In Historic Move, US Military to Lift Ban on Women in Combat

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With the expected announcement today by Defense Secretary Leon Panetta that the United States military is lifting the ban on women serving in combat, the Obama administration is following through on a vision of full equality in American society that the president laid out in his inaugural address earlier this week.

While it is a monumental move for its symbolism, women have actually been serving in combat roles for years in Iraq and Afghanistan. More than 20,000 women have served in those two wars, with more than 800 being wounded and more than 130 being killed in action.

Sen. Patty Murray (D-Wash.), chairwoman of the Senate Veterans Affairs Committee, said the decision was a “historic step for recognizing the role women have, and will continue to play, in the defense of our nation.”

Perhaps the biggest effect of the decision will be to fully open the military for career advancement for women, who have been held back from significant promotions because of the combat ban. Even though many of them might have served in combat roles, the ban prevented them for being recognized and rewarded for it.

It is significant that the impetus for the change came from the military itself, the Joint Chiefs of Staff, and not from the White House or civilian pressure — though there have been lawsuits filed over the ban, such as one by the ACLU in November on behalf of four service women. One of the women, Maj. Mary Jennings Hegar, an Air National Guard helicopter pilot, had her copter shot down and was wounded on the ground as she returned fire — but she could not seek combat leadership positions because the Defense Department did not count her experience as combat.

A military official said the change would be implemented “as quickly as possible,” although the Pentagon is allowing until January 2016, for final decisions.

Though each branch of the military will have to come up with an implementation plan in the next several months, the military wants to implement the change as quickly as possible, an official told the New York Times. If a branch of the military wants to prohibit women from serving in a specific job, it will have to ask the defense secretary for an exemption and make a strong case for it — which is the opposite of the way it works.

“To implement these initiatives successfully and without sacrificing our war-fighting capability or the trust of the American people, we will need time to get it right,” Gen. Martin E. Dempsey, the chairman of the Joint Chiefs of Staff, wrote in a Jan. 9 letter to Defense Secretary Panetta that was obtained by the Times.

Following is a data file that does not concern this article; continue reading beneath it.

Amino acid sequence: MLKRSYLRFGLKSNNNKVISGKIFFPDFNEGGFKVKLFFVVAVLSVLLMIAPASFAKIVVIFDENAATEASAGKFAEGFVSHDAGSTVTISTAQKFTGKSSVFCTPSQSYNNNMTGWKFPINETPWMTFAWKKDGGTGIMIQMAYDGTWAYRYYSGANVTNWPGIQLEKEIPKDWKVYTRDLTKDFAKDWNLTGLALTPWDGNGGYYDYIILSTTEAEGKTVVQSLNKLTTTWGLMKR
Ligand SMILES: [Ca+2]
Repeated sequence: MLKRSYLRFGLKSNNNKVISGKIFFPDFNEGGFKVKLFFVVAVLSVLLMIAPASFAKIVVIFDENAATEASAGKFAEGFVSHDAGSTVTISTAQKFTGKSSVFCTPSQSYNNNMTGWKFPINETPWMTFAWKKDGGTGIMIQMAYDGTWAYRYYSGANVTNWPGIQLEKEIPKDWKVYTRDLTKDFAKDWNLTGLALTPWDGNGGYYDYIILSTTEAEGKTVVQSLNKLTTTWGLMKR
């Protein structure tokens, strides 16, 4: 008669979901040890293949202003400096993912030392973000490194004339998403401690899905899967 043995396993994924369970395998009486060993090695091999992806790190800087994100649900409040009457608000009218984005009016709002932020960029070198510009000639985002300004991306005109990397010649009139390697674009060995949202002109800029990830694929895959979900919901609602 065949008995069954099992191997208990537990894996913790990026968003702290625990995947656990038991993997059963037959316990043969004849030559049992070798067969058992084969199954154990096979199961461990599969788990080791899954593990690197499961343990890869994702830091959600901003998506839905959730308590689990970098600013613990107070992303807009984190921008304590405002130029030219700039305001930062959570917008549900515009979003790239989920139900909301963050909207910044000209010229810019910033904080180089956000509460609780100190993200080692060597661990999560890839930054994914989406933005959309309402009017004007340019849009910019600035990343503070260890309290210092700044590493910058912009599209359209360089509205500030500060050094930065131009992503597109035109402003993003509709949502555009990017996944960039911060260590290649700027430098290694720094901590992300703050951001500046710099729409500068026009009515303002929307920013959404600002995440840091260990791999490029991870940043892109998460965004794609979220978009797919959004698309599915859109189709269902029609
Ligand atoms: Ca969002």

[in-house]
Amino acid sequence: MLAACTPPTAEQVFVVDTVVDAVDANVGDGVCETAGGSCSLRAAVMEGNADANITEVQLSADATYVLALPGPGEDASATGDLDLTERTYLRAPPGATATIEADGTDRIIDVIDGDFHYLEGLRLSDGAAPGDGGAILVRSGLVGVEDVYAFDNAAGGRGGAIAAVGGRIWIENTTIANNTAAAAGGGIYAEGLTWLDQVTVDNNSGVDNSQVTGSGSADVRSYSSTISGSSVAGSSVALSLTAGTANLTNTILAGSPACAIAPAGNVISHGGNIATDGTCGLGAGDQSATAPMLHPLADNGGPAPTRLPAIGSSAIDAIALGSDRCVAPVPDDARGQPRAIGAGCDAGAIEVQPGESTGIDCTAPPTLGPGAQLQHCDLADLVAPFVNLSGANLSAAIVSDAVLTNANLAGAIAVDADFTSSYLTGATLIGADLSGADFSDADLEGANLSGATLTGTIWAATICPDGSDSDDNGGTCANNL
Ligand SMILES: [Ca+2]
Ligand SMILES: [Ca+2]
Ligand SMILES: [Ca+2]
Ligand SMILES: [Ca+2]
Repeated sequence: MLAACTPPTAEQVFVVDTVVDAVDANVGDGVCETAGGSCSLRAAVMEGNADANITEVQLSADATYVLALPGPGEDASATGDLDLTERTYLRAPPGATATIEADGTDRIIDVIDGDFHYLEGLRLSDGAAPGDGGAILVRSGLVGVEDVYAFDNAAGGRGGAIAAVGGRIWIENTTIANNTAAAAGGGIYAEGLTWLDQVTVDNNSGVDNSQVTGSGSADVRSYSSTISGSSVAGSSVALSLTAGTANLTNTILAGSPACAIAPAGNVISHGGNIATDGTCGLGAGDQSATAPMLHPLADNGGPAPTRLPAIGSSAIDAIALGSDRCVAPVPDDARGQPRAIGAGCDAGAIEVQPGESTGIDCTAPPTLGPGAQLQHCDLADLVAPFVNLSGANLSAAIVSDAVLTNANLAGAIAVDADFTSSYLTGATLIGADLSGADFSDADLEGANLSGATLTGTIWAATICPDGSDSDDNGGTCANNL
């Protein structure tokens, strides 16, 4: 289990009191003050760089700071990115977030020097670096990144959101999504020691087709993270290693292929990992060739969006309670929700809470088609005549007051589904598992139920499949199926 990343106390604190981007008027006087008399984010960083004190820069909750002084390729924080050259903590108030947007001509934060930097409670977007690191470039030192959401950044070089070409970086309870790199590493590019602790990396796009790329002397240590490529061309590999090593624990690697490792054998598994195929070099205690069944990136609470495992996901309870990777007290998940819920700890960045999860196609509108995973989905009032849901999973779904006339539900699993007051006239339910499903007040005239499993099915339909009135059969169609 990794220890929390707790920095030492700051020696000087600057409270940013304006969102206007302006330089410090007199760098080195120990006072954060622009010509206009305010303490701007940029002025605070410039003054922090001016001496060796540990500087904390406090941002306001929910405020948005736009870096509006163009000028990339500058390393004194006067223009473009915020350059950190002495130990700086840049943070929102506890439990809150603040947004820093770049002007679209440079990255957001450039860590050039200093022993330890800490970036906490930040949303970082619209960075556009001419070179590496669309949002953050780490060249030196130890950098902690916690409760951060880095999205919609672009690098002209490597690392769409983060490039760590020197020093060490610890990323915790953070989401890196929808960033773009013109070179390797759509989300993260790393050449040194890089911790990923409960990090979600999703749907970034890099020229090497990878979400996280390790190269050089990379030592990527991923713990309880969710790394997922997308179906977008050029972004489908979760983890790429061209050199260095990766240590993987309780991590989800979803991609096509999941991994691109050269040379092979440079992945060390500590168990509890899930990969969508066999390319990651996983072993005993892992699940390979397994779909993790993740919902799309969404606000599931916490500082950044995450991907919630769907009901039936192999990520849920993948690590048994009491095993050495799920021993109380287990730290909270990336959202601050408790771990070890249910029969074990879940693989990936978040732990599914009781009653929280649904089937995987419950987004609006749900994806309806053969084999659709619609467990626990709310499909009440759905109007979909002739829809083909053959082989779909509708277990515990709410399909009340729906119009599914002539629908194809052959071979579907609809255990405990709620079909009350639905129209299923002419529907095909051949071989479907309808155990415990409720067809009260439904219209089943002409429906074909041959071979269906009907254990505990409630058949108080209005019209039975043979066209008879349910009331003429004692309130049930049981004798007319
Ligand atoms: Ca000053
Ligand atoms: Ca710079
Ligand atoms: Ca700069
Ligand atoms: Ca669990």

Panetta does not need a ruling by Congress to lift the ban. If members of Congress disagree, they would need to pass legislation to stop it. That is considered unlikely.

“It reflects the reality of 21st century military operations,” Sen. Carl Levin (D-Mich.), chairman of the Senate Armed Services Committee, said in a statement.

Sen. Kelly Ayotte (R-N.H.), a member of the committee, said the decision “reflects the increasing role that female service members play in securing our country.”

Sen. Kirsten E. Gillibrand (D-N.Y.), who has pushed for lifting the ban, saw “a proud day for our country” and an important step in recognizing “the brave women who are already fighting and dying.”

Rep. Tulsi Gabbard (D-Hawaii), who served with the National Guard in Iraq, told CNN the move was a “major step that is long overdue.”

Asked whether this move was merely semantics because front lines are constantly shifting and disappearing in today’s world, and women already have been in combat situations, Gabbard said, “I think so.”

“When we look at, for example, two women, the first two women who earned Silver Stars since World War II, one was a military police sergeant, another was a medic,” she said. “And they both were operating on the front lines per se, under fire, under extreme duress, shoulder to shoulder with their male and female counterparts, and exhibiting great courage and heroism and saving the lives of their brothers and sisters.”

While most hailed the decision, conservative voices came out against it. Concerned Women for America Legislative Action Committee claimed the move could detract from the military’s role in protecting the country.

“Our military cannot continue to choose social experimentation and political correctness over combat readiness,” the group’s president, Penny Nance, told Reuters.

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